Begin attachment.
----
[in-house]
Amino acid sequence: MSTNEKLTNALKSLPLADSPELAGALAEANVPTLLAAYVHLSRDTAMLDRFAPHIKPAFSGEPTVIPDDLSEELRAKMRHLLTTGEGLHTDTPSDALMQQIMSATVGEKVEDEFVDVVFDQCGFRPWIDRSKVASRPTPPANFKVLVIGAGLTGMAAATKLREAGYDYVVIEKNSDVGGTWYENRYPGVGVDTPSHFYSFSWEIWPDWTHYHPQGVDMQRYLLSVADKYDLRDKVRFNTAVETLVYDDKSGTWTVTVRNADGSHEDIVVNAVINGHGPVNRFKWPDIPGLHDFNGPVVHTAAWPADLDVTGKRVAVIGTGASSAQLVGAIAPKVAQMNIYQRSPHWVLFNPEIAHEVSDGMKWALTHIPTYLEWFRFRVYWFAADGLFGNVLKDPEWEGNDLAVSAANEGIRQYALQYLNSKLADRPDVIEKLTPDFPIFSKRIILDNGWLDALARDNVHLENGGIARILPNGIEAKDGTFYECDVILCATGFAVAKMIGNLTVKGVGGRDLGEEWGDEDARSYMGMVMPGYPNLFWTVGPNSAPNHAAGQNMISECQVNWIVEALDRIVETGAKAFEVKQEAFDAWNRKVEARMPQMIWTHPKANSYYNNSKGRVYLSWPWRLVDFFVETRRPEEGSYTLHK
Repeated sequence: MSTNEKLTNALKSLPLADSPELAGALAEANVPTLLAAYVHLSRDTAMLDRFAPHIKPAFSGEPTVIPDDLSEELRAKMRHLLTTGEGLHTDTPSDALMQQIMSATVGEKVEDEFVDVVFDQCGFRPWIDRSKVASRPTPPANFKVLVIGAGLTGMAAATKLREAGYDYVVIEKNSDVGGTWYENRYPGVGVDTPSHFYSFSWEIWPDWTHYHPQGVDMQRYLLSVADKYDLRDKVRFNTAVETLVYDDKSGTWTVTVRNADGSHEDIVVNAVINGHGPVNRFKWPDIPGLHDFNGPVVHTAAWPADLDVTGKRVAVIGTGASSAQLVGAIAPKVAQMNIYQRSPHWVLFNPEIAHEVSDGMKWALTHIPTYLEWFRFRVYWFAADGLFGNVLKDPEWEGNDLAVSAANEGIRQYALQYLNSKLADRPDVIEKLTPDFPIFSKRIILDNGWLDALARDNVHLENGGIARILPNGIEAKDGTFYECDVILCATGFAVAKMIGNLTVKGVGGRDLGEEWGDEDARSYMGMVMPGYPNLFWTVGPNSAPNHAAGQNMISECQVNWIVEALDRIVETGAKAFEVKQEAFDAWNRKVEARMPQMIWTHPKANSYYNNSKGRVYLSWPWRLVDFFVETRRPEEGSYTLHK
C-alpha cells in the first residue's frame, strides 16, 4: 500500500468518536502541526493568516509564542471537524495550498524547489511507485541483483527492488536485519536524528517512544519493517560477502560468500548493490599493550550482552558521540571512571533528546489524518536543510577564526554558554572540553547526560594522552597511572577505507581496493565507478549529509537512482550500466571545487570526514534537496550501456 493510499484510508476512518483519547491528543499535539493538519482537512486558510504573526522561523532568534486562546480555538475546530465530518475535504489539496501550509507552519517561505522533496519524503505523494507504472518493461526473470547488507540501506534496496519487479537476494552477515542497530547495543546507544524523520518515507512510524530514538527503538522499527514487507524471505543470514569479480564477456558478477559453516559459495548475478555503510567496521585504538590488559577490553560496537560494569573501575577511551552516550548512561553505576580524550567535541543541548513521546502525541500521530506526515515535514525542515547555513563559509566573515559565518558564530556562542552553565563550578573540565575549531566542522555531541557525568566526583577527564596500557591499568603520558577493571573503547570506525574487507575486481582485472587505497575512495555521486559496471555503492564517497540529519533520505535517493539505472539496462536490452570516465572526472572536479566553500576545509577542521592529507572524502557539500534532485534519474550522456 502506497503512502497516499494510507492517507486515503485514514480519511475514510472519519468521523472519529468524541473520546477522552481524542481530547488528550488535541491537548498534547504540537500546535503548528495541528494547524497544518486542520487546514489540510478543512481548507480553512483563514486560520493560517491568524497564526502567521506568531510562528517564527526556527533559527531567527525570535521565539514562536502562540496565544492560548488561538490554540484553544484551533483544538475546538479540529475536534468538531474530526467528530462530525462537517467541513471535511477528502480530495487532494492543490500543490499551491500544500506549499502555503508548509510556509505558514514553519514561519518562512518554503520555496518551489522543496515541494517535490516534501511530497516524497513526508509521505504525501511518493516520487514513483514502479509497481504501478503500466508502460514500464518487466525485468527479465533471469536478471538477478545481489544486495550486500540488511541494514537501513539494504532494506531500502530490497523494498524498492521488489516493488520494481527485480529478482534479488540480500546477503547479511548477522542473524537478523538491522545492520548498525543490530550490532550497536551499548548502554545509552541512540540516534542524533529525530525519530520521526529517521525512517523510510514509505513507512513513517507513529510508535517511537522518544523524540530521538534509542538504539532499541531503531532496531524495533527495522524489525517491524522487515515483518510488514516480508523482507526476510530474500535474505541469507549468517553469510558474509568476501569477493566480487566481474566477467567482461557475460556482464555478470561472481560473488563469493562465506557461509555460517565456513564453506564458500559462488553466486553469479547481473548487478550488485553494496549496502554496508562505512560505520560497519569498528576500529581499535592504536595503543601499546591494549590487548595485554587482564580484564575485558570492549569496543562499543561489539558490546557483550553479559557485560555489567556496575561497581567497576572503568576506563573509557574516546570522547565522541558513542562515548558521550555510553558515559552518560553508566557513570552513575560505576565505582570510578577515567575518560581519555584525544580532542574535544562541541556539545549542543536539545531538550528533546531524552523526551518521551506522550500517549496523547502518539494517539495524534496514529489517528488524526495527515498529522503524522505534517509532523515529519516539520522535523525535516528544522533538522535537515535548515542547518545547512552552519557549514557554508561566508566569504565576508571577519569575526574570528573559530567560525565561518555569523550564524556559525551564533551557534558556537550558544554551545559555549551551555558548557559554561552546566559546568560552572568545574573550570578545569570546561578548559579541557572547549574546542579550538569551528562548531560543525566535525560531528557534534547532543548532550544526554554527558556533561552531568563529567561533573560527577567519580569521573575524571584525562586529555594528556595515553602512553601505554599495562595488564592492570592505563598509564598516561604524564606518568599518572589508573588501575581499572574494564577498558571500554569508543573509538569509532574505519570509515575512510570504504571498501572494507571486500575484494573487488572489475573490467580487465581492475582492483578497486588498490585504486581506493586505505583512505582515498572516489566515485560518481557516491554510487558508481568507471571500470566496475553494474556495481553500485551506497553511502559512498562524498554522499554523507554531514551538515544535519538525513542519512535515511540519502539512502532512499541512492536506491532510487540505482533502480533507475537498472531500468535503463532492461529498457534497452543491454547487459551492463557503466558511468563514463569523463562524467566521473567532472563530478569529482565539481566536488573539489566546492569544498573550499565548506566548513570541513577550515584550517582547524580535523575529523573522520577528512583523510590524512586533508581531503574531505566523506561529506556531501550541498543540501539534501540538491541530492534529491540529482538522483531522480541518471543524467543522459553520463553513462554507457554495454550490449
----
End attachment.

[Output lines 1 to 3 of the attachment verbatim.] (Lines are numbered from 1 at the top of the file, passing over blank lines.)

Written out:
[in-house]
Amino acid sequence: MSTNEKLTNALKSLPLADSPELAGALAEANVPTLLAAYVHLSRDTAMLDRFAPHIKPAFSGEPTVIPDDLSEELRAKMRHLLTTGEGLHTDTPSDALMQQIMSATVGEKVEDEFVDVVFDQCGFRPWIDRSKVASRPTPPANFKVLVIGAGLTGMAAATKLREAGYDYVVIEKNSDVGGTWYENRYPGVGVDTPSHFYSFSWEIWPDWTHYHPQGVDMQRYLLSVADKYDLRDKVRFNTAVETLVYDDKSGTWTVTVRNADGSHEDIVVNAVINGHGPVNRFKWPDIPGLHDFNGPVVHTAAWPADLDVTGKRVAVIGTGASSAQLVGAIAPKVAQMNIYQRSPHWVLFNPEIAHEVSDGMKWALTHIPTYLEWFRFRVYWFAADGLFGNVLKDPEWEGNDLAVSAANEGIRQYALQYLNSKLADRPDVIEKLTPDFPIFSKRIILDNGWLDALARDNVHLENGGIARILPNGIEAKDGTFYECDVILCATGFAVAKMIGNLTVKGVGGRDLGEEWGDEDARSYMGMVMPGYPNLFWTVGPNSAPNHAAGQNMISECQVNWIVEALDRIVETGAKAFEVKQEAFDAWNRKVEARMPQMIWTHPKANSYYNNSKGRVYLSWPWRLVDFFVETRRPEEGSYTLHK
Repeated sequence: MSTNEKLTNALKSLPLADSPELAGALAEANVPTLLAAYVHLSRDTAMLDRFAPHIKPAFSGEPTVIPDDLSEELRAKMRHLLTTGEGLHTDTPSDALMQQIMSATVGEKVEDEFVDVVFDQCGFRPWIDRSKVASRPTPPANFKVLVIGAGLTGMAAATKLREAGYDYVVIEKNSDVGGTWYENRYPGVGVDTPSHFYSFSWEIWPDWTHYHPQGVDMQRYLLSVADKYDLRDKVRFNTAVETLVYDDKSGTWTVTVRNADGSHEDIVVNAVINGHGPVNRFKWPDIPGLHDFNGPVVHTAAWPADLDVTGKRVAVIGTGASSAQLVGAIAPKVAQMNIYQRSPHWVLFNPEIAHEVSDGMKWALTHIPTYLEWFRFRVYWFAADGLFGNVLKDPEWEGNDLAVSAANEGIRQYALQYLNSKLADRPDVIEKLTPDFPIFSKRIILDNGWLDALARDNVHLENGGIARILPNGIEAKDGTFYECDVILCATGFAVAKMIGNLTVKGVGGRDLGEEWGDEDARSYMGMVMPGYPNLFWTVGPNSAPNHAAGQNMISECQVNWIVEALDRIVETGAKAFEVKQEAFDAWNRKVEARMPQMIWTHPKANSYYNNSKGRVYLSWPWRLVDFFVETRRPEEGSYTLHK